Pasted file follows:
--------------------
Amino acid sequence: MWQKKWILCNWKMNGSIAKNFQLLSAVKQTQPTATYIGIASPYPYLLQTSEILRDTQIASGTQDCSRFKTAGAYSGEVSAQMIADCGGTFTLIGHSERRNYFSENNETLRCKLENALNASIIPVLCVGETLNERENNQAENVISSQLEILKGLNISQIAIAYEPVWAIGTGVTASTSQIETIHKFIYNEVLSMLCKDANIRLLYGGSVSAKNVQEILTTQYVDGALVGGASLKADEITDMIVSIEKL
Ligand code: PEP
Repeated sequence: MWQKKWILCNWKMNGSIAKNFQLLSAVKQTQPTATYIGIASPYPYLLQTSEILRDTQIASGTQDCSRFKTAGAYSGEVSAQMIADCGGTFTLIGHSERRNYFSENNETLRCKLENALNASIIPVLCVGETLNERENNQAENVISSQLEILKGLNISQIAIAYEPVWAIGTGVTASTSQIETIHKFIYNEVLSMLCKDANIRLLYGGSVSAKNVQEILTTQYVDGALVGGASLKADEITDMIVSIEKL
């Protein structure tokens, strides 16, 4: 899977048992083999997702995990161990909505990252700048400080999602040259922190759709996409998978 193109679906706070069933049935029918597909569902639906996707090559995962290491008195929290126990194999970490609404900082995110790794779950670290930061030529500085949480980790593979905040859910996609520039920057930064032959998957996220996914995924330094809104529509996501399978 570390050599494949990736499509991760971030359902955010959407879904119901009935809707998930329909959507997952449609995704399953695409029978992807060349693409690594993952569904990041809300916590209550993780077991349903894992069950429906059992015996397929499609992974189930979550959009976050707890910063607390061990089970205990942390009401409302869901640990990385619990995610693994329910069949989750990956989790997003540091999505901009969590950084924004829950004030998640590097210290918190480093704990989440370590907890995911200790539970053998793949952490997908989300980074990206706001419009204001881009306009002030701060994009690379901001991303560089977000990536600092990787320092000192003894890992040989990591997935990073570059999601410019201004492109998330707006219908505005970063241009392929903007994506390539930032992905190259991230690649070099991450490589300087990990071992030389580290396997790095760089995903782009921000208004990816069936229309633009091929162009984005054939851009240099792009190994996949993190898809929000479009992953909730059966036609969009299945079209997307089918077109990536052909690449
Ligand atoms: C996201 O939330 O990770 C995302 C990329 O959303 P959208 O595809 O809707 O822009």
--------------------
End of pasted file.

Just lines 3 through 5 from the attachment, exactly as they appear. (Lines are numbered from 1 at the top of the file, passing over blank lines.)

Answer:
Repeated sequence: MWQKKWILCNWKMNGSIAKNFQLLSAVKQTQPTATYIGIASPYPYLLQTSEILRDTQIASGTQDCSRFKTAGAYSGEVSAQMIADCGGTFTLIGHSERRNYFSENNETLRCKLENALNASIIPVLCVGETLNERENNQAENVISSQLEILKGLNISQIAIAYEPVWAIGTGVTASTSQIETIHKFIYNEVLSMLCKDANIRLLYGGSVSAKNVQEILTTQYVDGALVGGASLKADEITDMIVSIEKL
């Protein structure tokens, strides 16, 4: 899977048992083999997702995990161990909505990252700048400080999602040259922190759709996409998978 193109679906706070069933049935029918597909569902639906996707090559995962290491008195929290126990194999970490609404900082995110790794779950670290930061030529500085949480980790593979905040859910996609520039920057930064032959998957996220996914995924330094809104529509996501399978 570390050599494949990736499509991760971030359902955010959407879904119901009935809707998930329909959507997952449609995704399953695409029978992807060349693409690594993952569904990041809300916590209550993780077991349903894992069950429906059992015996397929499609992974189930979550959009976050707890910063607390061990089970205990942390009401409302869901640990990385619990995610693994329910069949989750990956989790997003540091999505901009969590950084924004829950004030998640590097210290918190480093704990989440370590907890995911200790539970053998793949952490997908989300980074990206706001419009204001881009306009002030701060994009690379901001991303560089977000990536600092990787320092000192003894890992040989990591997935990073570059999601410019201004492109998330707006219908505005970063241009392929903007994506390539930032992905190259991230690649070099991450490589300087990990071992030389580290396997790095760089995903782009921000208004990816069936229309633009091929162009984005054939851009240099792009190994996949993190898809929000479009992953909730059966036609969009299945079209997307089918077109990536052909690449
Ligand atoms: C996201 O939330 O990770 C995302 C990329 O959303 P959208 O595809 O809707 O822009």